Trial By Type Rating

The July, 2011 cover of AOPA Pilot

That’s the title of the July, 2011 AOPA Pilot magazine (turbine edition) cover article. It seems that the author, Thomas A. Horne, took the Phenom 300 initial type rating course at Simuflite’s Dallas training center shortly before I arrived for the Gulfstream IV program.

The July, 2011 cover of AOPA Pilot

Horne’s impression of Simuflite and the training course were very similar to mine, right down to photographs of the classroom, simulator, Simfinity procedures trainer, and avionics trainers which accompanied the article. Makes me wonder how many other turbine type rating course journals are out there on the World Wide Web. I performed a fairly thorough Google search before I departed for Dallas just to see what I was in for, but, aside from the John Deakin articles on AVweb, came up empty. That was part of the reason I wrote about the experience.

The Phenom 100 and 300 are interesting airplanes. They’re clean-sheet designs from the Brazilian aerospace company Embraer. Until recently, Embraer was primarily a maker of small airliners, but several years ago they jumped into the VLJ (very light jet) market with both feet, and have achieved considerable success against the Citations, Learjets, and other traditional light jet aircraft.

A JetSuite Phenom 100

I see the Phenom 100 around Southern California quite frequently. Typically, I’ll find one parked at Signature Flight Support at SNA or over at the Mercury Aviation FBO in Long Beach. Primarily, these are JetSuite charter aircraft, easily recognizable with their distinctive red racing stripe running along the upper longitudinal axis of the aircraft. From what I can see via their Facebook page, they’re expanding rapidly as a “no frills” charter operator. I’ve seen them advertise one way flights from Orange County to Phoenix for as low as $499, however I’m not sure that’s for the whole airplane. It may be for filling in empty seats on an upcoming flight. I’m not sure.

JetSuite’s web site advertises flights from the L.A. basin to Las Vegas for $999, and that is for the whole airplane. Not a bad deal if you’re heading to Sin City for a big weekend with a few friends — just $250 per seat if you fill all four passenger seats. Sure, Southwest can get you there cheaper, but c’mon, the overage for a JetSuite flight is astoundingly low when you consider the panache associated with rolling into town in your own private jet. Cheaper than a high-end hotel suite, and much, much cooler. (disclaimer: I’m a pilot — I have to say that)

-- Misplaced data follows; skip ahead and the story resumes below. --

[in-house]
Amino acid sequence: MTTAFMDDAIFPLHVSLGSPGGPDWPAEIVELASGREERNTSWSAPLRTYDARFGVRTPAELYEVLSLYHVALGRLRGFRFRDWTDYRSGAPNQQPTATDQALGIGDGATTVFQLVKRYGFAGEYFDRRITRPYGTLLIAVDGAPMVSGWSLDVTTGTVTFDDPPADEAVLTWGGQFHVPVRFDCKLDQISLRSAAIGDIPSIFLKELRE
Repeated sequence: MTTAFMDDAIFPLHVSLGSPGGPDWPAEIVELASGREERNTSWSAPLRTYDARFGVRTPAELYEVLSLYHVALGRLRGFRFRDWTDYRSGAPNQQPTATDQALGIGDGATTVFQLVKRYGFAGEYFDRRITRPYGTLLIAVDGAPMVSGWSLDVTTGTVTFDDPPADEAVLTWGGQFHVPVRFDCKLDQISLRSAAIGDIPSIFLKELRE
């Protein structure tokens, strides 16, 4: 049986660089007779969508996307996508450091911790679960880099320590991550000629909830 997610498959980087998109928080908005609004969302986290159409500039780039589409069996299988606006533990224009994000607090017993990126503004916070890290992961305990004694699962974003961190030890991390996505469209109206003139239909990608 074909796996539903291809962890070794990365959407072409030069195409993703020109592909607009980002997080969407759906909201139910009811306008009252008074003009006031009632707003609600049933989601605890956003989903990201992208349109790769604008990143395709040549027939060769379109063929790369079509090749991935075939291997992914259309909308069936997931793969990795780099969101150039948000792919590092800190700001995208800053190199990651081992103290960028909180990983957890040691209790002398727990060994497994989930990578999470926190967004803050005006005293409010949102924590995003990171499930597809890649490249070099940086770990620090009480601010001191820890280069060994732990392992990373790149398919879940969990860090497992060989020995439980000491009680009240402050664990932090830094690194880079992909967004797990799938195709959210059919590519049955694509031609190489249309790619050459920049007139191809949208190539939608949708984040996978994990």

If you’re going to start a charter company during the worse economic environment since the Great Depression, this is a smart way to do it. I’ve got a couple of friends who work for JetSuite, and they seem to love it.

Anyway, the Phenom 100 is a fairly common sight in these parts. The 300, however, is a newer, larger aircraft, and as far as I know there aren’t too many of them out in the wild just yet. At Simuflite, one of the Phenom simulators — I can’t remember if it was a 100 or a 300 — was located in a bay directly adjacent to the Gulfstream IV on which I trained. Likewise, a Phenom classroom was right next to ours on the third floor of the Dallas facility. As a result, I noticed the goings on over there, and it seems to me that things were always busy in Phenom-land.

As Gulfstream guys, we were obligated to make a few friendly jokes about the little jet, but personally, the Phenom is an attractive aircraft for several reasons:

  • It’s a fast airplane with a high service ceiling — no “Slowtation” jokes here
  • The avionics suite, which as Mr. Horne noted in his AOPA Pilot article can be one of the most challenging parts of a high performance jet aircraft to master, is basically a Garmin G1000, a creature I know and love
  • The systems are apparently quite automated and self-healing, as you’d expect from a turbine aircraft designed in the 21st century
  • And last, but certainly not least, the airplane was designed for single-pilot operation

It’s that last bullet point which really intrigues me. Solo flying has always been a great passion of mine; being alone up there in the wild blue yonder with nothing but your trusty steed! Um, and in this case, a million dollars of avionics hardware, I guess.

Okay, so it’s not as romantic as barnstorming across the country low and slow in an open cockpit biplane. Still, it must be a hoot to be master of your own domain in an aircraft so capable. Other airplanes approved for single-pilot operation tend to be slow, altitude limited, diminutive in stature, or lacking in some other way. The Phenom tops out above 40,000 feet and although it’s not as fast as a Gulfstream, it’s still respectable. The range is short enough that you don’t need the stand-up cabin of the larger jets because you’ll be on the ground within three hours anyway.

The single-pilot approval might be a moot point for the bulk of Phenom operators due to insurance or other requirements. The JetSuite airplanes all fly with two pilots. Still, it’s a nice option to have.

I’m couldn’t be happier about moving into the G-IV, but if I was out there just looking for a gig, I could think of far worse things than zipping around the country in a little Phenom with new-airplane smell.

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